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Geometry for Kids6 chapters | 45 lessons

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Lesson Transcript

Instructor:
*Jennifer Lowery*

Jennifer has taught elementary levels K-3 and has master's degrees in elementary education and curriculum/instruction and educational leadership.

You've learned about different types of shapes, but do you know about quadrilaterals? In this lesson, explore the definition of a quadrilateral and find out about many familiar and new types of quadrilaterals!

How many quarters are in one dollar? How many quarts are in one gallon? Both questions have the same answer: four. Now do you notice something similar in the words ''quarter'' and ''quart''? They both have the same base word, *quart*, and so does the word quadrilateral. What is a quadrilateral? By now you can probably guess it has something to do with the number 4!

A **quadrilateral** is a flat, two-dimensional shape that has four sides and four corners, or vertices. **Vertices** is plural for ''vertex.'' You probably already know some common quadrilaterals. Squares and rectangles, for instance, both have four sides and four vertices. Let's learn about some other examples and find out about their characteristics.

A trapezoid is a type of quadrilateral that is seen less frequently, although you'll notice them in everyday life if you look carefully! This shape has one set of sides that are **parallel**, which means that those sides are always an equal distance apart, no matter how far you stretch them. An easy way to remember this is that the l's in ''parallel'' are actually parallel! The other two sides of the trapezoid are intersecting, which means if they're stretched out, they will eventually cross over each other.

Another type of quadrilateral is a parallelogram. The word might be a tongue twister, but now that you know what ''parallel'' means, you'll understand the characteristics of a parallelogram. In this quadrilateral, there are two sets of parallel lines. Keep in mind that there are actually several shapes that can be considered a parallelogram. Some types of parallelograms, for example, look like rectangles that got blown to the side in a windstorm!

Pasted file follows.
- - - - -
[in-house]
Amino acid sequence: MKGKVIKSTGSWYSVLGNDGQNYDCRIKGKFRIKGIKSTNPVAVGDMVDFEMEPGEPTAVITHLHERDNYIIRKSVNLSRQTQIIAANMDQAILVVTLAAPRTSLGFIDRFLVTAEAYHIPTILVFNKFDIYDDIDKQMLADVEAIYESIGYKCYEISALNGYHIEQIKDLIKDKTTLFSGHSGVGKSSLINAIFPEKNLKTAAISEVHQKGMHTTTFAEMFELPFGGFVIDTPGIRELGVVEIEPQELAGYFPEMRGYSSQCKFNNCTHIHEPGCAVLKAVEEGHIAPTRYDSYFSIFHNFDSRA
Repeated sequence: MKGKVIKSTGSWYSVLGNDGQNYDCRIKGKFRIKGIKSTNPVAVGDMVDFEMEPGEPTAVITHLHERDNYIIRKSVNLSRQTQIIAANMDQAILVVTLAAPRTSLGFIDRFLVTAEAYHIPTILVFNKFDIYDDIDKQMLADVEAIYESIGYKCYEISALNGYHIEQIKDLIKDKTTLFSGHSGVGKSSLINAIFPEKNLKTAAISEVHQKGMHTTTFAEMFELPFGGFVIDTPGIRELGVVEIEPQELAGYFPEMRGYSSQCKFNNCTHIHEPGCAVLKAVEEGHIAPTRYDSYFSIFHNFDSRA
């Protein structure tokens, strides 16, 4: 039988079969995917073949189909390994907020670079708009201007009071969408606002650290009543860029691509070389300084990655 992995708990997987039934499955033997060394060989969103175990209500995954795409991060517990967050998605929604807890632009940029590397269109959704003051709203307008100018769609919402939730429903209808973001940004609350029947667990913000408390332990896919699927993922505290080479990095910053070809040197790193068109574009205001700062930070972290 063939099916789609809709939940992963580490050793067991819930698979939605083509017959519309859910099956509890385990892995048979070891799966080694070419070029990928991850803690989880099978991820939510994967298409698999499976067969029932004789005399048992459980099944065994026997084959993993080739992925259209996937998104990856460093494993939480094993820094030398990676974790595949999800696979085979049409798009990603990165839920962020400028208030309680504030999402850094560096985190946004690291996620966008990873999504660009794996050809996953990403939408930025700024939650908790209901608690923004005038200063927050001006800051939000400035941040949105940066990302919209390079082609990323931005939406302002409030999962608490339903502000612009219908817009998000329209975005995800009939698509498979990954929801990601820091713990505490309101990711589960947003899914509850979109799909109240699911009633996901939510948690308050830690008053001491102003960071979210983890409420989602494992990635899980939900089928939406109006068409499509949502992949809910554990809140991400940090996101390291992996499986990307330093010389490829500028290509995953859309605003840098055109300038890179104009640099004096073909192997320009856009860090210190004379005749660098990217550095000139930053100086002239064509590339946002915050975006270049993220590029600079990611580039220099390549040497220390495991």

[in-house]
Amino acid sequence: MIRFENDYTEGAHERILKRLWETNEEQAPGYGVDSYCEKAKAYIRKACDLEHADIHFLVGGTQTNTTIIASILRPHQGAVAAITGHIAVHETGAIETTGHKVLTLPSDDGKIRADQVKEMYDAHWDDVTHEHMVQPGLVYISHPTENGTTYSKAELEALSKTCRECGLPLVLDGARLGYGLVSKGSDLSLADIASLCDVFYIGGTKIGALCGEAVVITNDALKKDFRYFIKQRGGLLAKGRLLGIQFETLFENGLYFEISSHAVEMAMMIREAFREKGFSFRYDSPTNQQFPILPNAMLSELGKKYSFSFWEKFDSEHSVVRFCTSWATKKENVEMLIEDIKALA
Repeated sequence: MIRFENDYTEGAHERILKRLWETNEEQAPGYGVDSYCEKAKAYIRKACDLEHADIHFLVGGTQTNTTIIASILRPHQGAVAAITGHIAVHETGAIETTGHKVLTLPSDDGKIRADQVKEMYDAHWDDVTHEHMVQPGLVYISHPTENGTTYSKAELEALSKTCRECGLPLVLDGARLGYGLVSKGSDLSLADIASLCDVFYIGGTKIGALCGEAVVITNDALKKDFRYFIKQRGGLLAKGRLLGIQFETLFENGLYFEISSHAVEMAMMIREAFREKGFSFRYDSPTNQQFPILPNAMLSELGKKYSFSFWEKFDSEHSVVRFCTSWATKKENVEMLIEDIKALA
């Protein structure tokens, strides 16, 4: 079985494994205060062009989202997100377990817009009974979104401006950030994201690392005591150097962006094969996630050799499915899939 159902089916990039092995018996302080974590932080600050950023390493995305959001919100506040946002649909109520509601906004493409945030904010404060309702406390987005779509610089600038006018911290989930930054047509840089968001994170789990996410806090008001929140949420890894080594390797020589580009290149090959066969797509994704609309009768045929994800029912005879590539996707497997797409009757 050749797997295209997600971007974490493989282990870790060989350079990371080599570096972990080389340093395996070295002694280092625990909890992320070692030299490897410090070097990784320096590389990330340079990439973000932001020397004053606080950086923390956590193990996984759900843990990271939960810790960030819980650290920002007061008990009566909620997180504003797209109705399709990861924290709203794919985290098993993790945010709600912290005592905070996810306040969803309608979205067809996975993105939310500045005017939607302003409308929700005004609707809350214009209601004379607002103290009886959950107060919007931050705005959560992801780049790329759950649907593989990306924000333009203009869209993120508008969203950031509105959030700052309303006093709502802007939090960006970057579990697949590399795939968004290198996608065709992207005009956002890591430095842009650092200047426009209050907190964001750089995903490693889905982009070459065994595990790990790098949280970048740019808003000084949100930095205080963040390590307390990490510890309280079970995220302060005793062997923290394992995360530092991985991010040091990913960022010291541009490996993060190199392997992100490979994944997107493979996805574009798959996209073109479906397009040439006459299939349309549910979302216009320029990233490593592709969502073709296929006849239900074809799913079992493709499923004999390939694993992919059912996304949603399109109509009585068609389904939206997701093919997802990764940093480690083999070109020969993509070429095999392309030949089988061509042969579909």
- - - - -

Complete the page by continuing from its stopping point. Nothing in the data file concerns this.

A rhombus is a type of shape that is both a quadrilateral and a parallelogram! Many people would look at this shape and say it is a diamond. But the correct geometry term is ''rhombus,'' and it is a quadrilateral that has two sets of parallel sides. All sides of a rhombus are the same length.

Have you ever flown a kite? If so, it may have been a quadrilateral! In geometry, a kite shape has four sides and four vertices, so it follows the rules of being a quadrilateral. It looks different from others, however, because it has two short sides that are connected at the top and two long sides that are connected at the bottom.

You now know that the kite you fly on a windy day could be a quadrilateral. Now look around the room you're sitting in. What other quadrilaterals can you find? If you're looking at a computer screen, chances are it's a rectangle! Windows, cabinets, and some street signs can all be examples of quadrilaterals. Play a game with a friend and see who can find the most quadrilaterals in one minute. You'll be amazed at how many you can find!

**Quadrilaterals** are shapes with four sides and four corners, or **vertices**, and often two of the sides are **parallel**, which means they're always the same distance apart no matter how long they stretch. More common quadrilaterals are squares and rectangles, but there are also trapezoids, parallelograms, and kites. Take a look around you and you'll find quadrilaterals everywhere, including some street signs and furnishings.

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Geometry for Kids6 chapters | 45 lessons

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